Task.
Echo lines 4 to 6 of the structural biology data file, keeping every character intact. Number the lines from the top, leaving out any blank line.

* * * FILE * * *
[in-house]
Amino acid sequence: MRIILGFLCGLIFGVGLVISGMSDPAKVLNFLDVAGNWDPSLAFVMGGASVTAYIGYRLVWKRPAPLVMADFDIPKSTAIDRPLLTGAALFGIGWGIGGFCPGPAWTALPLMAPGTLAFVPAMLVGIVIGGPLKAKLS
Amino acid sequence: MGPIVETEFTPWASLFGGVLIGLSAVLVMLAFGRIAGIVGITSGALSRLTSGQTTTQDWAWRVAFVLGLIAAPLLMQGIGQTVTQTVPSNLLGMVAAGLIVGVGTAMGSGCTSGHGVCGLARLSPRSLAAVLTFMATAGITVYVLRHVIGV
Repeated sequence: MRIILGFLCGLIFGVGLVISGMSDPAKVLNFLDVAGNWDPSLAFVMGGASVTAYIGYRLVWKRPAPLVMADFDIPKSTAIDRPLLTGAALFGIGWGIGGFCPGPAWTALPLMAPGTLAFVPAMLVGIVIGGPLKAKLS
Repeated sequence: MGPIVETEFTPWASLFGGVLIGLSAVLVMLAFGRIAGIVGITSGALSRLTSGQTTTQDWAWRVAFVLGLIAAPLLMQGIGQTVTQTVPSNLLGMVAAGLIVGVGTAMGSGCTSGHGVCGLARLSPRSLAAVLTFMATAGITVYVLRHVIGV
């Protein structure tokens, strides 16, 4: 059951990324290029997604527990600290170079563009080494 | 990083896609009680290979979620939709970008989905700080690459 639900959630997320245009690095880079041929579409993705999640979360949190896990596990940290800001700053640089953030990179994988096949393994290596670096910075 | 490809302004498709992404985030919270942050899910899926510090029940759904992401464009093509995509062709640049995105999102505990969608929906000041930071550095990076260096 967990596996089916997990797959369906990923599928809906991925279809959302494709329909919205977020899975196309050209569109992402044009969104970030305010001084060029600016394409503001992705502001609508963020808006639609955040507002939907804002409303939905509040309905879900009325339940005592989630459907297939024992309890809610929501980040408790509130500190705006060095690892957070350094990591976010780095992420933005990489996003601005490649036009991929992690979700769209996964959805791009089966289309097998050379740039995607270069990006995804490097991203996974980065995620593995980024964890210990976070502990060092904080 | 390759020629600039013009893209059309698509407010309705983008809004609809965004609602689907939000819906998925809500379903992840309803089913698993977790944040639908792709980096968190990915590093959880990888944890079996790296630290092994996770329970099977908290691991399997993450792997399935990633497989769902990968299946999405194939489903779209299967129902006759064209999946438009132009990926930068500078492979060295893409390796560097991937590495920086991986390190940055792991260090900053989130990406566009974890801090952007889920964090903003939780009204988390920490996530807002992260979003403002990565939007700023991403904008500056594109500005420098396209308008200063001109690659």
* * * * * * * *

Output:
Repeated sequence: MRIILGFLCGLIFGVGLVISGMSDPAKVLNFLDVAGNWDPSLAFVMGGASVTAYIGYRLVWKRPAPLVMADFDIPKSTAIDRPLLTGAALFGIGWGIGGFCPGPAWTALPLMAPGTLAFVPAMLVGIVIGGPLKAKLS
Repeated sequence: MGPIVETEFTPWASLFGGVLIGLSAVLVMLAFGRIAGIVGITSGALSRLTSGQTTTQDWAWRVAFVLGLIAAPLLMQGIGQTVTQTVPSNLLGMVAAGLIVGVGTAMGSGCTSGHGVCGLARLSPRSLAAVLTFMATAGITVYVLRHVIGV
């Protein structure tokens, strides 16, 4: 059951990324290029997604527990600290170079563009080494 | 990083896609009680290979979620939709970008989905700080690459 639900959630997320245009690095880079041929579409993705999640979360949190896990596990940290800001700053640089953030990179994988096949393994290596670096910075 | 490809302004498709992404985030919270942050899910899926510090029940759904992401464009093509995509062709640049995105999102505990969608929906000041930071550095990076260096 967990596996089916997990797959369906990923599928809906991925279809959302494709329909919205977020899975196309050209569109992402044009969104970030305010001084060029600016394409503001992705502001609508963020808006639609955040507002939907804002409303939905509040309905879900009325339940005592989630459907297939024992309890809610929501980040408790509130500190705006060095690892957070350094990591976010780095992420933005990489996003601005490649036009991929992690979700769209996964959805791009089966289309097998050379740039995607270069990006995804490097991203996974980065995620593995980024964890210990976070502990060092904080 | 390759020629600039013009893209059309698509407010309705983008809004609809965004609602689907939000819906998925809500379903992840309803089913698993977790944040639908792709980096968190990915590093959880990888944890079996790296630290092994996770329970099977908290691991399997993450792997399935990633497989769902990968299946999405194939489903779209299967129902006759064209999946438009132009990926930068500078492979060295893409390796560097991937590495920086991986390190940055792991260090900053989130990406566009974890801090952007889920964090903003939780009204988390920490996530807002992260979003403002990565939007700023991403904008500056594109500005420098396209308008200063001109690659």